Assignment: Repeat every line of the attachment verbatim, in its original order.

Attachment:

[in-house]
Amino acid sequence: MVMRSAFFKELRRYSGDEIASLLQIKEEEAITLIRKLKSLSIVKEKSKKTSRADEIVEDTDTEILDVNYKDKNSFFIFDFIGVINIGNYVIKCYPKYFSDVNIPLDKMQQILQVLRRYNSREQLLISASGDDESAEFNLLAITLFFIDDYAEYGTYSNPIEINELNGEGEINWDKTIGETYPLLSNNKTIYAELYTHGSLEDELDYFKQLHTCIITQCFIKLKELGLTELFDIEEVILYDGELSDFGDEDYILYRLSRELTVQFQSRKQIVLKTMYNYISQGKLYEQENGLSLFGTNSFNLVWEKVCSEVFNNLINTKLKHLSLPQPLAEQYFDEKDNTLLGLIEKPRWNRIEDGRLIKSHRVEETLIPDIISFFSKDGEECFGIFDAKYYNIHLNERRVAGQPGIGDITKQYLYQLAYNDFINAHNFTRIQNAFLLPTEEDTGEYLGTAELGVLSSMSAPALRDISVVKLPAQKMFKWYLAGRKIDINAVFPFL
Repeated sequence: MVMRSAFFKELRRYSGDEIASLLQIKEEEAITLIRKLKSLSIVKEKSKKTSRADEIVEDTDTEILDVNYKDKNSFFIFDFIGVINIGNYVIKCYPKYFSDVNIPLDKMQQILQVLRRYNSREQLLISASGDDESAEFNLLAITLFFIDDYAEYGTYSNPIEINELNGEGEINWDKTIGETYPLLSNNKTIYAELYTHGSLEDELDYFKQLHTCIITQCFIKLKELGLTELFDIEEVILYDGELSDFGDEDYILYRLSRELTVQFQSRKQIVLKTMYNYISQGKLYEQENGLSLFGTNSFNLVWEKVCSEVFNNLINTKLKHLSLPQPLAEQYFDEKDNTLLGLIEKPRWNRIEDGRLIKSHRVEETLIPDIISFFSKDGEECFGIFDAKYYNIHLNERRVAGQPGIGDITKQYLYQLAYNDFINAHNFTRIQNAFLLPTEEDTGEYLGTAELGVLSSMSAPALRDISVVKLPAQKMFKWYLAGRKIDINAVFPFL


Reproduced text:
[in-house]
Amino acid sequence: MVMRSAFFKELRRYSGDEIASLLQIKEEEAITLIRKLKSLSIVKEKSKKTSRADEIVEDTDTEILDVNYKDKNSFFIFDFIGVINIGNYVIKCYPKYFSDVNIPLDKMQQILQVLRRYNSREQLLISASGDDESAEFNLLAITLFFIDDYAEYGTYSNPIEINELNGEGEINWDKTIGETYPLLSNNKTIYAELYTHGSLEDELDYFKQLHTCIITQCFIKLKELGLTELFDIEEVILYDGELSDFGDEDYILYRLSRELTVQFQSRKQIVLKTMYNYISQGKLYEQENGLSLFGTNSFNLVWEKVCSEVFNNLINTKLKHLSLPQPLAEQYFDEKDNTLLGLIEKPRWNRIEDGRLIKSHRVEETLIPDIISFFSKDGEECFGIFDAKYYNIHLNERRVAGQPGIGDITKQYLYQLAYNDFINAHNFTRIQNAFLLPTEEDTGEYLGTAELGVLSSMSAPALRDISVVKLPAQKMFKWYLAGRKIDINAVFPFL
Repeated sequence: MVMRSAFFKELRRYSGDEIASLLQIKEEEAITLIRKLKSLSIVKEKSKKTSRADEIVEDTDTEILDVNYKDKNSFFIFDFIGVINIGNYVIKCYPKYFSDVNIPLDKMQQILQVLRRYNSREQLLISASGDDESAEFNLLAITLFFIDDYAEYGTYSNPIEINELNGEGEINWDKTIGETYPLLSNNKTIYAELYTHGSLEDELDYFKQLHTCIITQCFIKLKELGLTELFDIEEVILYDGELSDFGDEDYILYRLSRELTVQFQSRKQIVLKTMYNYISQGKLYEQENGLSLFGTNSFNLVWEKVCSEVFNNLINTKLKHLSLPQPLAEQYFDEKDNTLLGLIEKPRWNRIEDGRLIKSHRVEETLIPDIISFFSKDGEECFGIFDAKYYNIHLNERRVAGQPGIGDITKQYLYQLAYNDFINAHNFTRIQNAFLLPTEEDTGEYLGTAELGVLSSMSAPALRDISVVKLPAQKMFKWYLAGRKIDINAVFPFL